More than 12 years since the end of the civil war, Sri Lanka continues to unpack and heal from the trauma of the conflict — and the birds in former war zones are not exempt from this, according to one study.
War-traumatised wildlife became the focus of conservationist Jonathan Gnanapragasam’s study while reading for a Bachelor of Environmental Science (Wildlife and Conservation Biology) degree at Deakin University.
“Conservation involves changing the behaviour of humans to allow nature to take its natural course. So I found this to be an opportunity where the final result could aid in this behaviour change,” Gnanapragasam told Roar Media.
War Trauma In Birds
Gnanapragasam and his colleague Dr Kasun Ekanayake, under the supervision of Micahel Weston, associate professor at the university, found that in Sri Lanka’s former war zones, wild birds are more distrustful of humans, while birds in areas that did not see armed conflict paid less attention to human behaviour.
From 2015 to 2018, the team gathered data from former war zones in the country, Weston said.
“In terms of methods, we systematically approached birds and measured the distance at which they commenced their escape from us. This is known as ‘flight-initiation distance’ or FID,” Weston told Roar Media. “We sampled birds as we encountered them, during extensive fieldwork. So we sampled lots of species, but included them in our statistical models by taking into account how related they are on an evolutionary scale (phylogeny),” he explained.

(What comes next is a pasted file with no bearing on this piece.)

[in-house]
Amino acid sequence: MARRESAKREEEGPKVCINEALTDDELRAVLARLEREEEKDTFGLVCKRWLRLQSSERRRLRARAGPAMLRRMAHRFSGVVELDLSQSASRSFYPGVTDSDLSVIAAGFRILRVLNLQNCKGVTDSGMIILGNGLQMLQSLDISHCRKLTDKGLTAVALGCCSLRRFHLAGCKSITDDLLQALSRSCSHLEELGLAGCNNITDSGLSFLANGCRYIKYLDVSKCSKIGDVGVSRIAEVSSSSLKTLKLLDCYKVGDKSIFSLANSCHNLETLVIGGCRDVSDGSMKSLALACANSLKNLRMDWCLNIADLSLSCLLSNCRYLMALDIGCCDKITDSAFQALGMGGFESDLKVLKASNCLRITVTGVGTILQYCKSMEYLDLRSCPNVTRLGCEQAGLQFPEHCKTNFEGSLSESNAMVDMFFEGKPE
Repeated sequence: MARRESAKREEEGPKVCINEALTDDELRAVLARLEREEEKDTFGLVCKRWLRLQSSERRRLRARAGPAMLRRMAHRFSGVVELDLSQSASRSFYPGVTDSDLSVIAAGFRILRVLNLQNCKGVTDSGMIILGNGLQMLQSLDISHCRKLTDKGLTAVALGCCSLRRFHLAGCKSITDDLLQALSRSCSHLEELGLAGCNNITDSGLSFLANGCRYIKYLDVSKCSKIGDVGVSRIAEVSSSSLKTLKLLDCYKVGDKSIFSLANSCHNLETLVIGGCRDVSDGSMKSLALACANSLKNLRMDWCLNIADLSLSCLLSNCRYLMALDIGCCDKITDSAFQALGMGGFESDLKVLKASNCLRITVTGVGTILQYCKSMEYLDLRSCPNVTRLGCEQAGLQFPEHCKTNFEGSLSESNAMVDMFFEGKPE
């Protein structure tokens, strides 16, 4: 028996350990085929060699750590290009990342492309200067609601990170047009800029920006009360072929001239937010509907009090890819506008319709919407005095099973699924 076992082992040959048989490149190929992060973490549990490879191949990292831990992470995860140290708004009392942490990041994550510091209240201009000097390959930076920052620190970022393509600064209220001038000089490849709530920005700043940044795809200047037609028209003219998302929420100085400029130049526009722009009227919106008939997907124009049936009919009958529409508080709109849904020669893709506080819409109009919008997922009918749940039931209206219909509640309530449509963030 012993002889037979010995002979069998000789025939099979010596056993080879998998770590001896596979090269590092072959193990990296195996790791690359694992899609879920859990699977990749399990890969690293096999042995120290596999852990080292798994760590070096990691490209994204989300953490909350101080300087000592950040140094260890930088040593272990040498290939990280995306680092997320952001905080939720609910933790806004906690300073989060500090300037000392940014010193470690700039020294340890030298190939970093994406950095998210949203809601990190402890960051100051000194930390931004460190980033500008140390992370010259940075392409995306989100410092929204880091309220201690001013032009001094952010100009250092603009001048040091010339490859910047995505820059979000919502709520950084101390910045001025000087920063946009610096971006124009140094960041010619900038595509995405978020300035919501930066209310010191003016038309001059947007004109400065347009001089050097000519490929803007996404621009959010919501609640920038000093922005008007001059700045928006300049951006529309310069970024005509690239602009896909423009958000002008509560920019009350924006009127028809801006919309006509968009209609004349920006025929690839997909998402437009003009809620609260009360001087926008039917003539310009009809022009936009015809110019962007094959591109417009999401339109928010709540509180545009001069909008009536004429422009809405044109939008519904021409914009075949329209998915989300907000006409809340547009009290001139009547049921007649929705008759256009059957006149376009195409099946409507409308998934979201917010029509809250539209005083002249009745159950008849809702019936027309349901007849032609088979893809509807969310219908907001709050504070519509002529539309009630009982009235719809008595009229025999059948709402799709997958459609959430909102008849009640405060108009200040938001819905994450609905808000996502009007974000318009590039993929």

The study revealed — as predicted — that birds from war zone areas will take flight earlier when they sense approaching humans, who are perceived as threats. In other words, these birds would have longer FIDs, than those from outside such areas.
Can This Trauma Be Treated?
For the study, the researchers considered that generally, birds respond to humans at longer distances in areas where humans are less common. Since Sri Lanka’s civil war displaced and scattered both human and wildlife populations of the Northern and Eastern Provinces, the avian FID has since increased in the post-war period.
The team also believes that certain threats, such as the hunting of birds and harvesting of their eggs, which increased during wartime, could have contributed to the sense of fear among birds.
In addition to this, the study considers that habitat degradation caused by the war may have influenced FIDs, with birds in degraded or open habitats displaying potentially longer FIDs.
However, trauma in wildlife remains a widely contentious topic.
While there have been stories about landmines causing injury to wildlife, there has been no proper collection of data with regard to the overall loss of Sri Lankan wildlife as a result of the war. According to Weston, trauma in wildlife is little recognised, and requires further extensive study.
“Note that trauma is just one possible explanation of our findings,” Weston said. “I suppose that our work highlights the independence of wildlife and people, that our actions can have substantial and sometimes subtle effects on wildlife, and these are often overlooked.”